The summer of 2004 I was on a sabbatical from my work. That summer I wrote every day. I also created with three fellow writers a workshop-style group. At the beginning of each week, we emailed to one another new sections from our manuscripts. At the end of the week, we met in person to give feedback on the work each writer had sent. It was a good group. We laid ground rules about what was and wasn’t allowed during critique. All the writers were strong, and we all made good headway on our projects. I managed to complete two short stories that summer.
One of the writers in the group was a young woman named Amanda. She must have been about 22 or 23, only a year out of college. She was an assistant at an elementary school and had the summer off, so in addition to our writing workshop, Amanda and I also met weekly to do writing practice. We often did long sessions; sometimes we’d do two one-hour practices back to back. She wrote fast and pressed down so hard with her pen that she often had to shake out her hand.
Amanda’s parents were only about five years older than me, and I think Amanda saw me as a sort of mother figure. She moved to Albuquerque for the job, and I could tell by how much she talked about her parents that she was terribly homesick. Her writing was brilliant. It was fresh and alive. She often wrote in the voice of a young girl, but the things she wrote about were mature. Loneliness. Being lost. Loving the wrong person.
It was Amanda who one day threw out the topic “sleepaway camp.” “What is ‘sleepaway camp’,” I asked. She explained: a summer camp where you go overnight for a week or so with other kids. I agreed to write on the topic but only for ten minutes. I didn’t think it would hold my interest for any longer than that.
I remembered that particular practice when I did a post on my daughters’ recent return from summer camp. I found it in one of my old notebooks and decided to reproduce it here. What struck me was this: I started that practice with no memory of ever having gone to a camp. Yet, by the end of the practice, it came back — I had once attended a Girl Scout camp. It had been lost, temporarily buried underneath a bunch of other stuff. Once I started to unpack the other stuff, the memory came into view.
Amanda moved away at the end of that summer. I called the school where she worked but they didn’t have a forwarding address. My emails to her bounced. I’ve thought of her often. I figure some day she’ll turn up again, probably on the spine of a best-selling work of fiction. I didn’t know her for very long, but she gave me the gift of discovering that my memories will return if I keep doing writing practice.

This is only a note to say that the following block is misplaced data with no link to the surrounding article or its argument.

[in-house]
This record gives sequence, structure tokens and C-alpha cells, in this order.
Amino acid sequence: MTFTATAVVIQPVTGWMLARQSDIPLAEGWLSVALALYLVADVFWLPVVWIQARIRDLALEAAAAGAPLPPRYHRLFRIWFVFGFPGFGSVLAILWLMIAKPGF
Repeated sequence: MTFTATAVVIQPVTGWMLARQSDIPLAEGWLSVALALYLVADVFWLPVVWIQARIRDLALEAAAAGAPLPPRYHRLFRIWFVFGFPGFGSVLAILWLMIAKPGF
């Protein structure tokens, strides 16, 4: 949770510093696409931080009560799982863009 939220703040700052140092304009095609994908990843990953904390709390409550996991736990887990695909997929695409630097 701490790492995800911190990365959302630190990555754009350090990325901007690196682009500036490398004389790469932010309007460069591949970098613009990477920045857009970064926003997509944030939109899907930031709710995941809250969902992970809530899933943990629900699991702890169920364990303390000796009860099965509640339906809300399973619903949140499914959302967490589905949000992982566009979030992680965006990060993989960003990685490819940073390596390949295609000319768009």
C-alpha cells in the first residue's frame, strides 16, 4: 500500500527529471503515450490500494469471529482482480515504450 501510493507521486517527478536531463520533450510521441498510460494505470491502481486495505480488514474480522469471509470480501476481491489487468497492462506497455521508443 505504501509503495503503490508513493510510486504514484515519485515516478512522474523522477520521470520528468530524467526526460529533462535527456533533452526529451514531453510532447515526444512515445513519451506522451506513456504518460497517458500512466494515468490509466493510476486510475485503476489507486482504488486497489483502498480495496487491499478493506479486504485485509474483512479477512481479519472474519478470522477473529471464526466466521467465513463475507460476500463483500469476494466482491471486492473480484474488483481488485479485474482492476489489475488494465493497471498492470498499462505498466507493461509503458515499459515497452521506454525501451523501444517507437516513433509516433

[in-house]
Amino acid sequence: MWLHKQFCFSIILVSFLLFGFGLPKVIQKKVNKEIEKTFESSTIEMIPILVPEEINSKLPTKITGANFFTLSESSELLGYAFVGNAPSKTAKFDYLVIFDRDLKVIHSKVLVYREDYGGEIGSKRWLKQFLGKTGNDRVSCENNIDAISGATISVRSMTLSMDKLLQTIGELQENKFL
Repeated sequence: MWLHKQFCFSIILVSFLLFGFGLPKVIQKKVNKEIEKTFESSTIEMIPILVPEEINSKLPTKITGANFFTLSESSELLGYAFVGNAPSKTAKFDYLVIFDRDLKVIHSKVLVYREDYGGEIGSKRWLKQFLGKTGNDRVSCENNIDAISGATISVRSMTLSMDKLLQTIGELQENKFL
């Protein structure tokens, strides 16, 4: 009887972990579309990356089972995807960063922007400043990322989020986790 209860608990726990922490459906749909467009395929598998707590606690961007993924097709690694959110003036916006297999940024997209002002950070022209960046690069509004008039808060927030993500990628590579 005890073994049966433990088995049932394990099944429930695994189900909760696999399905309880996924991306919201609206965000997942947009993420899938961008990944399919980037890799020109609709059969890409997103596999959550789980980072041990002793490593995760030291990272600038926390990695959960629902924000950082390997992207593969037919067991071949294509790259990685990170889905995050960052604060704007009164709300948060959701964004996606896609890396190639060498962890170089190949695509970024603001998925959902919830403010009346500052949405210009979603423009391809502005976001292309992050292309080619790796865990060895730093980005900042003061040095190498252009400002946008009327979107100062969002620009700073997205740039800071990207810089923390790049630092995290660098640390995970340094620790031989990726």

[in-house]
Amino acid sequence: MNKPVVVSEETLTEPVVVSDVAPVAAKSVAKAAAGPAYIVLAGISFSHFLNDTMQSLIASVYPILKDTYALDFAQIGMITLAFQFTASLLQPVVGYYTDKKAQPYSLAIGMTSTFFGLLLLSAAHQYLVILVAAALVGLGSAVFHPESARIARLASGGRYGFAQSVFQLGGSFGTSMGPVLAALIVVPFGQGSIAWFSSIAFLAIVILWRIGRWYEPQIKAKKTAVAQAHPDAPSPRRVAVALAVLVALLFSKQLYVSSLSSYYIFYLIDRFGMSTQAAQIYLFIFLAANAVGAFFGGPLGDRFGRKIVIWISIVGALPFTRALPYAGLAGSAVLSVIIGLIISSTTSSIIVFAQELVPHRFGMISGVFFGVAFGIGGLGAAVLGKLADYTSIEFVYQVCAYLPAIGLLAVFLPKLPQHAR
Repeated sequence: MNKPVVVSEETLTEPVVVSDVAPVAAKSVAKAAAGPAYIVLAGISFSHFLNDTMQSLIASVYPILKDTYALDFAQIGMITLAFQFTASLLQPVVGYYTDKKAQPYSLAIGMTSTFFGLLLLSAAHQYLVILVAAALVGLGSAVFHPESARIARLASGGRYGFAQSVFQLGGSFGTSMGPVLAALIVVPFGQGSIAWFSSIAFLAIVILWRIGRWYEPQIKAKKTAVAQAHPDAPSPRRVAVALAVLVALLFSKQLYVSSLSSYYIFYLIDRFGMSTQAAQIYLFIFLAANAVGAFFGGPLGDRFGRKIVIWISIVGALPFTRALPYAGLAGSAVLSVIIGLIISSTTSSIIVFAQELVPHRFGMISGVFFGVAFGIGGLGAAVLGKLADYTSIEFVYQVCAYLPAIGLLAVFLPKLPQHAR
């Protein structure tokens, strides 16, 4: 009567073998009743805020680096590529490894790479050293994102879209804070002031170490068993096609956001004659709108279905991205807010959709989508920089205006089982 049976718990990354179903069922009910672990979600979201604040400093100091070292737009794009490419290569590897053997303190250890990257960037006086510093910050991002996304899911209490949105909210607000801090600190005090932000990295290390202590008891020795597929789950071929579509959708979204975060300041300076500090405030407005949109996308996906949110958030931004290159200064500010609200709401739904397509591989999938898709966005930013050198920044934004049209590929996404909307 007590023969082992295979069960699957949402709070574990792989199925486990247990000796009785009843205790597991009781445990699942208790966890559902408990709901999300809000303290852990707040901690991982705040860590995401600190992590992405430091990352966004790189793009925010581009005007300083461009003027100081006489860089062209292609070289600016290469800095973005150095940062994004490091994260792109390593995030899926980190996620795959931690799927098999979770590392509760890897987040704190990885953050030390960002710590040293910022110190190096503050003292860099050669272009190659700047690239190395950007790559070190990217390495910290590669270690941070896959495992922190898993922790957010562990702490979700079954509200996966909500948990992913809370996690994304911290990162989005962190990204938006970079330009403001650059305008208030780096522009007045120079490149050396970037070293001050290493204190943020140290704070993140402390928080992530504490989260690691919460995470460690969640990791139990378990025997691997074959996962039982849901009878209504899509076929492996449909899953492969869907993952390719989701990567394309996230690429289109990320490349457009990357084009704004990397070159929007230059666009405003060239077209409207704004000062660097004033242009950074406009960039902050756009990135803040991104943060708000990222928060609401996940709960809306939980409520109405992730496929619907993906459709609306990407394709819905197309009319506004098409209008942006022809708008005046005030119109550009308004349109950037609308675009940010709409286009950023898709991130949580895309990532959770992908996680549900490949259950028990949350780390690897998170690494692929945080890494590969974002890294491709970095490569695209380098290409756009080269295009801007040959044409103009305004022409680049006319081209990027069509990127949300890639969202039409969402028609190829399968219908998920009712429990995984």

PRACTICE: Sleepaway Camp
I never went to sleepaway camp when I was a kid. One time, in fifth grade, my mom put me to bed at 7 pm, washed and dried like a poodle, so my dad could wake me up at 4 am and get me to the Alvarado Elementary parking lot by 5 am. We were heading in buses to Carlsbad Caverns.
We wore jackets because it was still cool in the mornings, even though it was almost summer break. Steve McIlheney’s family owned McIlheney’s Dairy, so they supplied the milk, whole and unpasturized. It tasted thick and raw to me, like eggs were mixed in. I didn’t touch mine.
I don’t know if sleepaway camp existed when I was young or if my family was just an anomaly, one of those sleepaway-camp-unaware types of family. I think both. I think some kids went away to camp, but I would wager most of those places were big and not cozy, with chores like shoveling and digging posts. I imagine the rooms to be dirty with rat droppings under the old bunks, which had army mattresses and thick blankets that smelled like dust. I imagine the only kids who were shipped off to these sleepaway camps were on LSD by the age of 12 or sleeping with their mom’s boyfriends.
But I also would wager that there were nice sleepaway camps, camps with tennis courts and horseback riding and swimming in heated pools, camps for kids whose parents thought about such things as developing independence and having their kids have a richer experience than, say, sitting in front of the TV all day and watching Hogan’s Heroes and Star Trek and Gilligan’s Island and eating entire bags of potato chips, the Safeway brand kind.
And suddenly it dawns on me that I was scared on that bus, driving five hours, three in darkness, my stomach empty but for a too-sweet donut. Coconut, burnt coconut, the kind my mom bought when she bought donuts. And how I would have preferred white powdered sugar or chocolate dipped, but how they gave us burnt coconut instead, plus the milk, and how I wanted to sit up near the front of the bus behind the driver, near the teachers but how they only let the feeble kids sit up there, the ones prone to carsickness and how I sat in the back instead.
And now, a distant memory, Girl Scout camp, my God, I did do sleepover camp, I just forgot.
-Ten-minute practice from August 2004